Martin received his B.A. from the State University of Groningen in 2008 with a focus on both European prehistory and interconnections between ancient Egypt and the Near East during the Mediterranean Late Bronze Age. In 2011, he received his M.A. in Archaeology of the Near East and a second M.A. in Egyptian Language and Culture (cum laude), both from Leiden University. His archaeological work re-examined Egyptian Predynastic (4th millennium BCE) chronology through graphic style; his Egyptology research analyzed early 20th century epistemology and the linguistic potential of Predynastic graphics using cognitive linguistics and semiotics. His fieldwork training included projects in Greece (Halos), Italy (Crustumerium) and various CRM projects in the Netherlands.
From 2012-2015 Martin worked as surveyor and digital specialist in the Dutch Institute of the Near East (NINO) expedition to Iraqi Kurdistan (Tell Shemshara, Tell Begum, Gird Bardastee) and in 2015 led a regional survey in the Dukan's dam catchment area. In 2014-16 he also worked with the University of Michigan at El-Kurru, a royal burial ground of Kushite kings during the mid-first millennium BCE in Sudan.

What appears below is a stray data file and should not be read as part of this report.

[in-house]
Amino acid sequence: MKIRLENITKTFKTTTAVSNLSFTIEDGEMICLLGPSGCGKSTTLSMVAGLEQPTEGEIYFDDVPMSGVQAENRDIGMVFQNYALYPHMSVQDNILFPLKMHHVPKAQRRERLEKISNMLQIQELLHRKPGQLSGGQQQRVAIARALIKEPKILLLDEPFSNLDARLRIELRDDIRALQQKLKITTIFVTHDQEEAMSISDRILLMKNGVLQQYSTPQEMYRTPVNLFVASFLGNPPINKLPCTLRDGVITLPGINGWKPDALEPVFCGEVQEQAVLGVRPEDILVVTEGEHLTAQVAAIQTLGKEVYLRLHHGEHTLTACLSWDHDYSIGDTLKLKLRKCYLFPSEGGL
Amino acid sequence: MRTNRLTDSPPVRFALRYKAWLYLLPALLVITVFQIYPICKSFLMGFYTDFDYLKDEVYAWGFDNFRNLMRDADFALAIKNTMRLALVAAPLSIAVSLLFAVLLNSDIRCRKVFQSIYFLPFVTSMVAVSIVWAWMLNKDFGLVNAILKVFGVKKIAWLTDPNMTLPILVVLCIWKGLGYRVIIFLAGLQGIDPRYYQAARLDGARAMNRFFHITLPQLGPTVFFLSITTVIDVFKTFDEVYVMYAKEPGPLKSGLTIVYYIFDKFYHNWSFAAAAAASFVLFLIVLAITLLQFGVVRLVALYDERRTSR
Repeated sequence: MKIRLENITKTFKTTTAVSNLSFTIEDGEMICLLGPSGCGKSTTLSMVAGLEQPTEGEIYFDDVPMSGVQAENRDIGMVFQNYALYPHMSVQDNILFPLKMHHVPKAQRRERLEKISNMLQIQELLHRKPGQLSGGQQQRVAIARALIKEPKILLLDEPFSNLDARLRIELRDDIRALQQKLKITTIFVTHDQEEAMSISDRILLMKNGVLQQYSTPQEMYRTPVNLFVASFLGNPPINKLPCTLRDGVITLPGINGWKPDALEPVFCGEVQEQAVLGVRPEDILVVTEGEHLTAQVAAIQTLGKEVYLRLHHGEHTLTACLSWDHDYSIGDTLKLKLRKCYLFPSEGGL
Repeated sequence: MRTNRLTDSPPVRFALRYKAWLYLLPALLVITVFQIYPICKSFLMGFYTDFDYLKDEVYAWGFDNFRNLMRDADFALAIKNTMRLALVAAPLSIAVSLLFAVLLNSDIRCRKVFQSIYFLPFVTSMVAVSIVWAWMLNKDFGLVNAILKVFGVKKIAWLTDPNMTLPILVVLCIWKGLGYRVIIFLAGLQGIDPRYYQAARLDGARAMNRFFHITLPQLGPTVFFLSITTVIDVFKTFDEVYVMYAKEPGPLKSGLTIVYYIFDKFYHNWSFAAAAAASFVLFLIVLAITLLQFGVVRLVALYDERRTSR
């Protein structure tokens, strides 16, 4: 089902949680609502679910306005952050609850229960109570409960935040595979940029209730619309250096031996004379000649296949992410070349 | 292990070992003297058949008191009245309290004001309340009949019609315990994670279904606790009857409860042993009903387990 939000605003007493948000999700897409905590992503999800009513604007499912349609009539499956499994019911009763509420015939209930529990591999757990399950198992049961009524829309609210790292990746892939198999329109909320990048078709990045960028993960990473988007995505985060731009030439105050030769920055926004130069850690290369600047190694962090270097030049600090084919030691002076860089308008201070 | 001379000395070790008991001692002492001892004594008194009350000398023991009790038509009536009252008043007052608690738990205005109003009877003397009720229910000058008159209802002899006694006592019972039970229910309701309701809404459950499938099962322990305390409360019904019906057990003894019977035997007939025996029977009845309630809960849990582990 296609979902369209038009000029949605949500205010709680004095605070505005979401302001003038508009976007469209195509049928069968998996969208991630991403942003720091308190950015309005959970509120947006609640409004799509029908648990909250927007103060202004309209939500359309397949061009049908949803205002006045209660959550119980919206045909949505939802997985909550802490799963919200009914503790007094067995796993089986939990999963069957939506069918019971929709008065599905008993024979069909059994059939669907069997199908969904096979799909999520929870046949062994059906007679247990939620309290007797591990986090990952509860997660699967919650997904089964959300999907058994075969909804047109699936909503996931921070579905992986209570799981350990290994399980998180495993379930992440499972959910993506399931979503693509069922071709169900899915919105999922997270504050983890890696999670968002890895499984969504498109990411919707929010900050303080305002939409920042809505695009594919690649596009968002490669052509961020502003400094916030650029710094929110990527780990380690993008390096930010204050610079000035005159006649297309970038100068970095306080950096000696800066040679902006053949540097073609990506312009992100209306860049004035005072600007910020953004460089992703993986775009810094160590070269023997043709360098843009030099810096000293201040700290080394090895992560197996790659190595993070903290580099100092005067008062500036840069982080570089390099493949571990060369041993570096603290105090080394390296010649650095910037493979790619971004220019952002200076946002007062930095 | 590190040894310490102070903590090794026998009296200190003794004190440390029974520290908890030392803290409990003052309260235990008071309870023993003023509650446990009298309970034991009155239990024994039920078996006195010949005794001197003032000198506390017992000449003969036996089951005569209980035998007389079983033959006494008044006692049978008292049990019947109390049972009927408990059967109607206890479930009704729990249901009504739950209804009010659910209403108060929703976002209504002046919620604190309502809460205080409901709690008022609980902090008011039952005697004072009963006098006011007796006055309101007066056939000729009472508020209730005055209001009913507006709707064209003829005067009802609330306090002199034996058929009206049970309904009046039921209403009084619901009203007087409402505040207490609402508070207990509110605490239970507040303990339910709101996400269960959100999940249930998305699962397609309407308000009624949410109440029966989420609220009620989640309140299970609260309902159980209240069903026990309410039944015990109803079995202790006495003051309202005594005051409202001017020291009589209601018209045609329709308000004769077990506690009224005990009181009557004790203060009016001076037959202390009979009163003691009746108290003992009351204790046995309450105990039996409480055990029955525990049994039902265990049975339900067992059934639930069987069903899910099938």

In 2015 Martin entered the archaeology program at Brown University and in 2017 entered the Master's program at Brown's Computer Science department through the competitive and prestigious Open Graduate Program to explore intersections between the two. In 2019 Martin became ABD with an approved project proposal to examine the potential of an unpublished archaeological archive of the Egyptian Predynastic burial grounds at Mesa'eed, excavated in the early 20th century when Egypt was under colonial control.
During his time at Brown, Martin worked at Uronarti and since 2017 has been Assistant Director of excavations at the Amun temple of the Kushite king Taharqo at Sanam, both in Sudan. His further interests include digital, virtual and cyber-archaeology; (post-)colonialism; and writing systems. Since his Leiden days, Martin has taught and lectured widely on these topics, as well as on archaeological methods and theory, drawing from his extensive fieldwork experiences as surveyor and digital archaeologist.